Rebel flag and Obama sticker: His truck will jar you - St. Petersburg Times
HUDSON — The 1984 Ford F-150 pickup truck parked at the Wal-Mart Supercenter is modified with special tires for mud-bogging.
And though the truck is caked in dirt, you can still clearly see bumper stickers that honor NASCAR drivers Rusty Wallace and Kasey Kahne. Another is a mock North Carolina Terrorist Hunting Permit, and another simply says "Rebel.''
A giant North Carolina Confederate flag waves from a pole stuck in the side of the truck bed. And if you look real hard, you can see one more proclamation on the tailgate, one that catches you by surprise:
Eventually, the truck's owner comes out of the store with four buddies. He's wearing a straw cowboy hat, blue jeans and boots. He is friendly and introduces himself as Joshua Jones. He's a 19-year-old mechanic in northwestern Pasco County, by way of Montgomery County, N.C.
By now, he's used to the questions. How can you fly a Confederate flag, to many the symbol of racism against black Americans, and yet openly support the first black candidate for president?
"I can understand (people) being offended,'' he says, "but I want to tell them that we might have different color skin but we're all the same people, we all have hearts.
"I do not stand for racism; that flag is just my heritage," he says. "I had many family members who were in the Civil War not because of slavery but because the Union came down and burned all our towns, and if someone comes on your territory and starts a fire, you're going to want to retaliate.
"I just wish that flag, you know, me showing what I stand for, wouldn't upset people," he continues. "I know it does and I totally understand where they're coming from, I just wish they could understand where I'm coming from."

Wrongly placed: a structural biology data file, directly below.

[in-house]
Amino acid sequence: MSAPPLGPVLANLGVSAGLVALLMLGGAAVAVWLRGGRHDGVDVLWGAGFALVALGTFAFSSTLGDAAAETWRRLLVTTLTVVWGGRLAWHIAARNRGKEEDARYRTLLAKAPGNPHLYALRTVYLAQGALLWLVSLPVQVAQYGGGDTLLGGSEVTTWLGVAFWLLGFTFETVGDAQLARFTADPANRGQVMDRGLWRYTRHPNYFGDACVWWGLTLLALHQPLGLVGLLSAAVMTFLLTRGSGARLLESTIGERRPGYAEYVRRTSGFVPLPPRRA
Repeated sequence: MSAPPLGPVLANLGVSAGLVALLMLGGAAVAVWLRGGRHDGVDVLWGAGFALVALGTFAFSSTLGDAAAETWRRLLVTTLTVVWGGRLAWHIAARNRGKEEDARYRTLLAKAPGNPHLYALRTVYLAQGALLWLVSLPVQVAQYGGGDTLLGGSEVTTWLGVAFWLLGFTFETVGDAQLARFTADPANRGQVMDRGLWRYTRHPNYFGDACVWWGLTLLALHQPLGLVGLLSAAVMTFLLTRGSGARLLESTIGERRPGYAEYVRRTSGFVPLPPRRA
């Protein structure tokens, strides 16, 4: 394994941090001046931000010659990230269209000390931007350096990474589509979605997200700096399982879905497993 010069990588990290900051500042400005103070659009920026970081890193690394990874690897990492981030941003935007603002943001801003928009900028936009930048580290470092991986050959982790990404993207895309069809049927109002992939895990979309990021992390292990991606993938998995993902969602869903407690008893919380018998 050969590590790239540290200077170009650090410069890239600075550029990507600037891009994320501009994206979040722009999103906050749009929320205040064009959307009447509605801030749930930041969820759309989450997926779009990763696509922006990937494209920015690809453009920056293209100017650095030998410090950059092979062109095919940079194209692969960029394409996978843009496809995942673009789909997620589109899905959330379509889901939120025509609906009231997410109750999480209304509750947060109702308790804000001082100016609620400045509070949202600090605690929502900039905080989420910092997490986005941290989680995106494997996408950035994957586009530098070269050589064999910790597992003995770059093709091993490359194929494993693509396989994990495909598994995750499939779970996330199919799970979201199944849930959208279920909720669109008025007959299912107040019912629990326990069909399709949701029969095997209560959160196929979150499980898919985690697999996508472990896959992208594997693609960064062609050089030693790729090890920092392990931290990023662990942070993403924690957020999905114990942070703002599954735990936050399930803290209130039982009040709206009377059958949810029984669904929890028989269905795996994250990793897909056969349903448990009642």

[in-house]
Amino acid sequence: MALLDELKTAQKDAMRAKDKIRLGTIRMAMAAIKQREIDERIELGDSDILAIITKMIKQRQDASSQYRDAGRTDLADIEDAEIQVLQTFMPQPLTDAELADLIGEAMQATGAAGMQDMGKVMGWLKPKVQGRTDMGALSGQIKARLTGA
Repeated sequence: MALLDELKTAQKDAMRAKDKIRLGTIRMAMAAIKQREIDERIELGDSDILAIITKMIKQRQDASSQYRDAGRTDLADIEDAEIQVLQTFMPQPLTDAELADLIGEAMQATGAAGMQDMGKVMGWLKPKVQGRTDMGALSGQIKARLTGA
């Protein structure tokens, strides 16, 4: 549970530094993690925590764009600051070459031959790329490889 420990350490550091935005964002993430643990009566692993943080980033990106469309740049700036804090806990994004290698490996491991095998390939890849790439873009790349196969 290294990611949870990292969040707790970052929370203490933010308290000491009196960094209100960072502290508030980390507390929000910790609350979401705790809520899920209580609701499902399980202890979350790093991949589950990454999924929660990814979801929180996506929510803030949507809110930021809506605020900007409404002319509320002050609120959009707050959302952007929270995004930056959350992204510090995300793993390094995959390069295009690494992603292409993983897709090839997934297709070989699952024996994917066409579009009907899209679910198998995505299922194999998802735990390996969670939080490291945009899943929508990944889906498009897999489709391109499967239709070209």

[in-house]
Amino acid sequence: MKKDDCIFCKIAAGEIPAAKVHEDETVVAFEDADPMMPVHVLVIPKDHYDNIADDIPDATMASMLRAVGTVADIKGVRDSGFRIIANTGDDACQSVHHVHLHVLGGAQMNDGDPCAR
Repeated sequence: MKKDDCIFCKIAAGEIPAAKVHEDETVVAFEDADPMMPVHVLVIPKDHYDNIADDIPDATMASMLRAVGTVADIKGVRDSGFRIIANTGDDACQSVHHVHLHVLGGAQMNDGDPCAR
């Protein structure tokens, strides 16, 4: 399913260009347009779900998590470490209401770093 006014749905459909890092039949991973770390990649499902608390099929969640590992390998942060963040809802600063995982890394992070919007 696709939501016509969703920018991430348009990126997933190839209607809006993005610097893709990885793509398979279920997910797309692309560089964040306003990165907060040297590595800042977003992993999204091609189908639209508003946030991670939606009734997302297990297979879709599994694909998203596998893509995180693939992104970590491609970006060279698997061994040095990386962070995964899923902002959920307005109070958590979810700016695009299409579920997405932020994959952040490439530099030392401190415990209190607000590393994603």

And the Obama sticker?
"I was at the mud hole and I pulled up in my truck with the Obama sticker on the back and they were like, 'Whoa, you need to get rid of that sticker, he's black — you need to vote for a white man.' I've had a bunch of confrontations like that, but I've also had a few country people down here that say they actually like it.
"This is very, very important to me. I really think that our future is at stake," he says. "We've gone downhill so much in the past eight years and now they want McCain to get in and take over where Bush left off.
"I'm just a lower-class, hard-working person just like millions of others down here in the South but also in the North and all over this country, who might lose their jobs but nobody gives a crap about us," he says.
Smart people make persuasive arguments to the contrary, although few shout them with such passion from the back of their truck.
Jones says this is what makes America great.
"And if you don't like my rebel flag or my Obama sticker,'' he says, "then you can just kiss my country a--!"